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Let's Eat Out

This American Dream Is Best of France, Japan

May 19, 1988|ROSE DOSTI | Times Staff Writer

I loved Lyon when it was a French-Japanese restaurant in a sushi bar configuration on an obscure side street. And I love it all prim and prettied up Western-style now that it is on Green Street in Pasadena.

Lyon is an American success story in the truest sense. Sincere, honest couple from Japan, who barely speak English, open restaurant. Work hard, give more than take, save enough money to move to better place. Dream fulfilled.

Lyon is a dream fulfilled for Chef Tadayoshi Matsuno and his wife, Keiko. You can read pride everywhere in the room; in the smallest detail of the flower arrangement center stage, the care in the selection of wall treatment and the choice of design and furnishings. It's in the greeting at the door and the genuine courtesy you get from the waiter who serves you and the classical music wafting softly in the air.

You get it from Keiko, who, when I first met her several years back, was so timid she could barely recite the wine list without blushing. She was always warm and welcoming with her eager Japanese bows. Now she is poised and affable. And she speaks fine English. And she still has the same lively bow that makes you feel you are in Japan. Matsuno, proud, silent and knowing, sees all.

The place gets my full blessing and more. They deserve it. The lunch and dinner menus are still French, interpreted with a Japanese point of view: The food is light--much lighter than the French equivalent it sets out to be--and the presentation is attractive, but not overwhelmingly fussy. In fact, if you've never experienced interpreted French cuisine by Japanese, Lyon is a great place to start.

Lunch is an extraordinary bargain if you are in the neighborhood. And this goes especially for diners who need a quiet, serene place to conduct lunch business. You are offered four fixed-price menus to choose from, although they change daily. A full meal of soup and/or salad, entree and coffee is only $10 to $12. There is hardly a place in town, good, bad or indifferent, that could do better for the quality.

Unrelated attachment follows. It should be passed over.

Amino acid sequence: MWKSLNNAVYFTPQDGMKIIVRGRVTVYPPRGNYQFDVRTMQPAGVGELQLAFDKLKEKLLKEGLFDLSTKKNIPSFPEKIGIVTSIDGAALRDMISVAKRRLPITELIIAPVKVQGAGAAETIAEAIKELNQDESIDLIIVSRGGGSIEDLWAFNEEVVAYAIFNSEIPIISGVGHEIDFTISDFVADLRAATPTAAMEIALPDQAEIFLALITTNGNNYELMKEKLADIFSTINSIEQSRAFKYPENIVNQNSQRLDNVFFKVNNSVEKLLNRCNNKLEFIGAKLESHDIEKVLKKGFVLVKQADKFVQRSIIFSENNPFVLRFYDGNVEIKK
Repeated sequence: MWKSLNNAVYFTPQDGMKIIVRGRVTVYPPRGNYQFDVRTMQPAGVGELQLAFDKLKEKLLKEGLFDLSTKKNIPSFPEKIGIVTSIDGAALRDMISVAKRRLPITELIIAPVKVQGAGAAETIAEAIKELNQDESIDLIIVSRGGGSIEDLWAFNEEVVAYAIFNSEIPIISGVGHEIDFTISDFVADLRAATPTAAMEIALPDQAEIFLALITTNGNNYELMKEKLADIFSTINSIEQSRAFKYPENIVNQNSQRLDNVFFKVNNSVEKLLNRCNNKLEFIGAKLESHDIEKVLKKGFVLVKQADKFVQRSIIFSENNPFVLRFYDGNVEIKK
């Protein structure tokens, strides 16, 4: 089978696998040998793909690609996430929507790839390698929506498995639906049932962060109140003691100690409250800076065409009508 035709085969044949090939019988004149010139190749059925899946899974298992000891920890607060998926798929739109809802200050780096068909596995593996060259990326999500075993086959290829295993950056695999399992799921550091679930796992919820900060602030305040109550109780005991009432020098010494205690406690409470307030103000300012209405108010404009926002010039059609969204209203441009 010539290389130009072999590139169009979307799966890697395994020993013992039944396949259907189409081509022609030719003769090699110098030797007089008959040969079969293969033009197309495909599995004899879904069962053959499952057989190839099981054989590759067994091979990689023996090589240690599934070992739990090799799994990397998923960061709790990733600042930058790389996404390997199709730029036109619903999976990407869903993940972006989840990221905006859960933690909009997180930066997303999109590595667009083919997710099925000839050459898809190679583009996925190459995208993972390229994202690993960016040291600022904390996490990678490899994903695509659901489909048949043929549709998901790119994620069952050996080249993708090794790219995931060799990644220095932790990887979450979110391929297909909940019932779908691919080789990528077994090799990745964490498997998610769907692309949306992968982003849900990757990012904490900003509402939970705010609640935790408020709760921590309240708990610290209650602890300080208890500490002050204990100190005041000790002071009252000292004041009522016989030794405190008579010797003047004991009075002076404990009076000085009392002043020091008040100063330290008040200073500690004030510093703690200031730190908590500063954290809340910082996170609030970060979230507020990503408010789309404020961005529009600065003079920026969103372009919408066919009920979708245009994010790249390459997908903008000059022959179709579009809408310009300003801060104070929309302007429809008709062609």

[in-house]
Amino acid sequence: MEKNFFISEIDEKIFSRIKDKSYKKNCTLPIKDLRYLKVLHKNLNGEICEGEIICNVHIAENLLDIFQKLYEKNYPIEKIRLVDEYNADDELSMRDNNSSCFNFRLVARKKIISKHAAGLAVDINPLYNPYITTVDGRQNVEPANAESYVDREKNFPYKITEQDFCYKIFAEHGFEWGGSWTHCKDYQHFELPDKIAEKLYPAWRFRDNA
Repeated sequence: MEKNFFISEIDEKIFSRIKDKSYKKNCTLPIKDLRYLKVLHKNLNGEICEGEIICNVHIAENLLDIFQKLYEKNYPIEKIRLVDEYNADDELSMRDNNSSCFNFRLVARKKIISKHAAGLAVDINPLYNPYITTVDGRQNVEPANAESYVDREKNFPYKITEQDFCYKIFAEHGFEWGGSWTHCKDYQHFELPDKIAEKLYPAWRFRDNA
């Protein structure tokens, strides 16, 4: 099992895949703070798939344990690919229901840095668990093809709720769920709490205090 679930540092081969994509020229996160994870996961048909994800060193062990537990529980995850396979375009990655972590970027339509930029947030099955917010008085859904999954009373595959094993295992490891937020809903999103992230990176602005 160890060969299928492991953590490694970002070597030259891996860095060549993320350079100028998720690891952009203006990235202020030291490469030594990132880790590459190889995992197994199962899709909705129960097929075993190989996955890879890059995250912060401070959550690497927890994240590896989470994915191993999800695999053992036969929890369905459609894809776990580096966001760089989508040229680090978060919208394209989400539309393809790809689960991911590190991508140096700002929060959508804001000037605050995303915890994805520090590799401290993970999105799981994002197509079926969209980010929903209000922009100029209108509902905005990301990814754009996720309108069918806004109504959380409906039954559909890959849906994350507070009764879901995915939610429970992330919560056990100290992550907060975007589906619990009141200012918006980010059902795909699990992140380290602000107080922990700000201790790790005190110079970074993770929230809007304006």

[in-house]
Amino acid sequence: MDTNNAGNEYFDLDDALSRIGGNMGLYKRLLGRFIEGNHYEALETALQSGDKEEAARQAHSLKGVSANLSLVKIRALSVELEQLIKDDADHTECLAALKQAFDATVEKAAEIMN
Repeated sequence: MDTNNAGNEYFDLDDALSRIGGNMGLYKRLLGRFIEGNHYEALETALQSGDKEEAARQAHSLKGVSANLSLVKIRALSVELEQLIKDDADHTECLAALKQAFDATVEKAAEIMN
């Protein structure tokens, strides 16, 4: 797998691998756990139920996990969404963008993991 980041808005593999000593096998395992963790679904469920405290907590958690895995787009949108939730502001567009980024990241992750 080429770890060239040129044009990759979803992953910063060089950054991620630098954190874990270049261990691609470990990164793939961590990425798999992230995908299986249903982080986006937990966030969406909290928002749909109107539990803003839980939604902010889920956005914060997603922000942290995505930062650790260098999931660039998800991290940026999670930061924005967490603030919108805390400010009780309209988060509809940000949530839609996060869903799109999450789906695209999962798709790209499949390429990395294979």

Evenings may be another story. Prices are slightly higher and the service a bit less attentive or courteous, possibly due to a need for additional staff.

It's no fun watching waiters or Mrs. Matsuno is also perhaps too lightly staffed in the kitchen. Even though they come through, my feeling is that they have to exert extraordinary effort to keep things moving. The other part of it is that Matsuno works almost nonstop from morning until the last dinner is prepared at 9 p.m. or more. A one-man marathon feat no matter how you want to look at it.

Still, the product is good. At lunch we tried a filet mignon au poivre on the full fixed-price menu . The meat quality was excellent and overall presentation most appealing. The salads are always crisp and the creamed vegetable soup made with fish stock, is, without question, a culinary feat. I have rarely had better at some of the best French restaurants.

The Japanese who cook French-style food, interpret the fat content out of the total product, so what you get is far more light and rarefied than the French equivalent. The sauteed chicken with red wine sauce is also light and very tasty. You can't go wrong with the grilled fishes, either. You can be sure the fish is fresh, as Japanese cringe at even the thought of poor fish.

The dinner menu is a la carte, so you are tempted to try things from each of the categories. The appetizer section has just about everything you'd expect to see on a French menu: terrine de Saint Jacques, Chicken liver with brandy, smoked salmon, duck pate, seasonal salad. Then there is something you rarely see anymore on French menus: escargots with garlic butter sauce and ris de veau au feuillete (sweetbreads in puff pastry) is also a lovely touch on the appetizer menu when available.

Matsuno has a terrific touch with fish and their accompanying sauces, and you'll find the scallops with tomato-butter sauce and the halibut or salmon with white wine sauce grand. The homard a l'americaine (prawns with lobster sauce) and the fruits de mer a la nage (seafood soup) are fantastic buys for $15 and $18, respectively.

The meat dishes are lovely, too, and the sauces divine. Try the duck with orange sauce, or the lamb chops with white pepper. For those who like tongue there is a tongue dish with a wonderful red wine sauce. A fricasee of veal with white sauce is also fine.

Give the desserts a try (they change daily), if you've never experienced Japanese-style French pastries. I, personally, am not fond of the extra-light interpretation of French pastries, which to my way of thinking were designed to be sinfully rich and lush, something the Japanese aesthetique would not allow.

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